“Over the past 20-30 years, we have invested heavily in our manufacturing execution system (MES),” Lecrone said. “As a result, we now have the flexibility to meet unique needs when they arrive. It also gives us the traceability to know that, even if a customer is ordering a one-off product, we have built that product correctly and have all the data recorded to tell us how we managed the process, what parts we assembled in that particular product and any special quality checks that were made.”
Quality control and audit histories are just the start of what Cummins wants to achieve.
“We want to explore all of the opportunities presented by digital transformation to work out what might work best for us,” Lecrone said. “We’re interested in how 3D simulations of processes might help us react faster to change, for example. But to start, we are trying to establish a digital thread from engineering through to manufacturing. We’ve always had links between product lifecycle management (PLM), enterprise resource planning (ERP) and MES systems, but we’re trying to strengthen those links as technology improves. It’s not a simple process.”
of executives in a recent survey by LNS Research said that a failure to employ digital technologies to transform their core business and grow new ones will threaten their very period survival.
It’s a challenge felt by a majority of the industry. “According to one of our recent global surveys, about two in three executives (64%) admitted that a failure to employ digital technologies to both transform the core of their business and grow the new will mean a struggle for their very survival,” Soon said.
The biggest issue, Lecrone said, is sharing the right data, in context. “We want to not only share product structure information, but also product design requirements into manufacturing engineering, so that our process planning can become more sophisticated. We’re also trying to standardize the data we’re collecting across a lot of our different systems so that we can have a better view of how products are performing across plants. Sharing this information will help us solve problems with the standardized parts of the process. If we can have more consistent data views, we can also better solve some of the warranty issues across the field. Unfortunately, achieving a consistent view of data is something that we’ve struggled with. We have a huge amount of data stored in silos right now.“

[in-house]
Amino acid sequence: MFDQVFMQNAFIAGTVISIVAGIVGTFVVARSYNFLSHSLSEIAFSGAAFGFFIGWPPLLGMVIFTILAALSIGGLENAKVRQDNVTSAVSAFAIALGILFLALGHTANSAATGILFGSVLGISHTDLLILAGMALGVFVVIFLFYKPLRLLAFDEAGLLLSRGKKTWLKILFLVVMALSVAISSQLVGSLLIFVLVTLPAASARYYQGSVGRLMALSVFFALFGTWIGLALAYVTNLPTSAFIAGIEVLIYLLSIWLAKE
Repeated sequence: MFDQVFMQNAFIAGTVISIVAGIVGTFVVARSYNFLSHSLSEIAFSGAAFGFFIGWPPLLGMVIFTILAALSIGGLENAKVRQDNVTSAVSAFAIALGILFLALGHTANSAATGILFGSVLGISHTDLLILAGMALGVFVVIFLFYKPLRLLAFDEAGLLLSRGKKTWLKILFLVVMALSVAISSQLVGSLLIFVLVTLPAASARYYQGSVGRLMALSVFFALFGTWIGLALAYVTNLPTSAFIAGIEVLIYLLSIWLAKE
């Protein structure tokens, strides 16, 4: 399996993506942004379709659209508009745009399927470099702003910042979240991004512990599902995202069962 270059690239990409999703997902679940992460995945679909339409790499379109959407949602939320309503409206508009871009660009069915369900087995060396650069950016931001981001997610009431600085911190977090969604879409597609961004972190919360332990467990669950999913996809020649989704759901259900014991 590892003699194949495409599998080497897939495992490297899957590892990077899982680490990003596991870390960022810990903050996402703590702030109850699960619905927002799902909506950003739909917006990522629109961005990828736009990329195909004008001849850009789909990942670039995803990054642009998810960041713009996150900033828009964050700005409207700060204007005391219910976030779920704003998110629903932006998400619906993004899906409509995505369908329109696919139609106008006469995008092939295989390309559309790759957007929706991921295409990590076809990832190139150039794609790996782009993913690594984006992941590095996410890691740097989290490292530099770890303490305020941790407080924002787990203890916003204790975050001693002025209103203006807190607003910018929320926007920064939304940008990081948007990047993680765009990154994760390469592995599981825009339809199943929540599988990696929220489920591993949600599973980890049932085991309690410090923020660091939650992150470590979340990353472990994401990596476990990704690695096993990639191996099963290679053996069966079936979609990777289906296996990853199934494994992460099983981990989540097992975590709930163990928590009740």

The rise of the Internet of Things (IoT) is only exacerbating the situation. “One of the IoT’s selling points is that it enables companies to collect more and more information,” Lecrone said. “However, collecting the data has never been the problem. There are a lot of creative devices out there to collect data. The challenge lies in connecting the ‘people with the problems’ to the ‘people with the data.’ We’re figuring out how best to make that happen.”
Schmidt said it’s important to know where to draw the line. “We’ve digitized the processes of around 80% of our new product lines – which is where the bulk of the customization happens,” he said. “But we’ve probably only made around 20% progress with our legacy products. While digital transformation has to happen in order to stay ahead in the future, it’s important to recognize that the costs outweigh the benefits for some processes.”
Lecrone, meanwhile, is certain that once Cummins achieves the data connectivity it is striving for, the benefits will be worth it.
“We have a great number of people working on the problem,” she said. “I’m certain that by embracing digital, we’ll not only shorten lead times but find creative new ways to engage and respond to customers. Digital transformation will enable us to exchange information seamlessly from function to function as we move through the product lifecycle chain. The more information we can leverage, the faster we can react to increasing customer needs for personalization.”Back to top